Stanford Medicine's Electronic Health Records National Symposium touched on improving inefficiencies of EHRs, harnessing data for population health management, building on successes and overcoming obstacles.
Most participants in clinical trials believe the benefits of broadly sharing individual data outweigh the risks, a new Stanford study has found.
At a time when technology is bringing the world closer together, the practice and potential of sharing patient data is beginning to blur the notion of “rare” diseases, and offer more options for identifying and treating conditions previously considered undiagnosed, panelists at a Stanford conference said.
During a digital health-focused session at the Big Data in Precision Health conference, four speakers detailed the ways in which they're harnessing digital technologies to empower patient health.
Experts from academia, industry government and more came together at this year's Big Data in Precision Health conference to share successes, lessons and insights into how they're breaking down data to precisely advance health care and research.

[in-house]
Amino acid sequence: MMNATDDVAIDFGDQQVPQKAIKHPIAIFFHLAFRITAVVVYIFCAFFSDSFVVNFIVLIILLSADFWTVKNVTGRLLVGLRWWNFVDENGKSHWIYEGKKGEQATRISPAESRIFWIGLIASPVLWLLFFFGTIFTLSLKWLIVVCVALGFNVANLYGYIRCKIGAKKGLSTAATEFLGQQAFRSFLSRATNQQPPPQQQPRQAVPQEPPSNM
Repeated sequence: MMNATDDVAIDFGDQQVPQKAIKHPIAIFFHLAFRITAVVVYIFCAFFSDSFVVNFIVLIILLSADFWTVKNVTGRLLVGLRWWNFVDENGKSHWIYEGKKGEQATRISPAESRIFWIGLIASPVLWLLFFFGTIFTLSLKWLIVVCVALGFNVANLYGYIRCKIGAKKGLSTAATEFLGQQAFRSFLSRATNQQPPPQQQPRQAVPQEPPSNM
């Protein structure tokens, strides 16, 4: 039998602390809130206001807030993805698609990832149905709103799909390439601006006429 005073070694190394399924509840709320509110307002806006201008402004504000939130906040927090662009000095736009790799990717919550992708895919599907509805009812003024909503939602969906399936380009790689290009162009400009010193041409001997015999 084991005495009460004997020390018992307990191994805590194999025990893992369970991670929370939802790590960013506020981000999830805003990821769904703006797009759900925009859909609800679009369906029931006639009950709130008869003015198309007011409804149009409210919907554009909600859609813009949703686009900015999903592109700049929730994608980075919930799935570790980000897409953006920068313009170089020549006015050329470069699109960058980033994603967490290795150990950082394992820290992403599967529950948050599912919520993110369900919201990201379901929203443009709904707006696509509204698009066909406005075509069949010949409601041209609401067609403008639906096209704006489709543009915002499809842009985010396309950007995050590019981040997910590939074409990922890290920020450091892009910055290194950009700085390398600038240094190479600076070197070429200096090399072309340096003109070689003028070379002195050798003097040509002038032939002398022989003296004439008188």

Dekel Gelbman, CEO of FDNA, speaks on the role of artificial intelligence in health care, and how he sees AI contributing to genetic diagnostic in particular.
Jenna Wiens, an assistant professor at the University of Michigan, speaks to how big data, machine learning and health care intersect in advance of the Big Data in Precision Health conference at Stanford.
Jennifer Schneider, chief medical officer, breaks down her perspective on the intersection of technology and health care in preparation for this year's Big Data in Precision Health conference.
A biobank from the U.K. releases hundreds of thousands of anonymized medical records and genetic data to scientists, who used it to track down new links between genetics and disease.
Lisa Suennen of GE Ventures speaks about big data and digital innovations in the month leading up to her talk at Stanford's Big Data conference.
A combination of machine learning and human judgment can provide solutions for social problems, said Rayid Ghani of the University of Chicago in a speech at Stanford.
Stanford researchers develop a new way to track the growth of diverse tumor types, using gene editing and DNA barcoding.
Researchers have assumed that "synonymous" mutations don't matter. Now it looks like they're among the most important for creating species diversity.
The jury’s still out on rock ’n’ roll. But the link between sex and at least one drug, marijuana, has been confirmed. According to the …
One of the thorniest issues of biology -- learning how differences in DNA sequences among individuals affect how genes are expressed in their bodies' tissues …
Last Friday, Dean Lloyd Minor, MD, hosted Karen DeSalvo, MD, former acting assistant secretary for health, in a wide-ranging discussion that addressed leadership, Hurricane Katrina …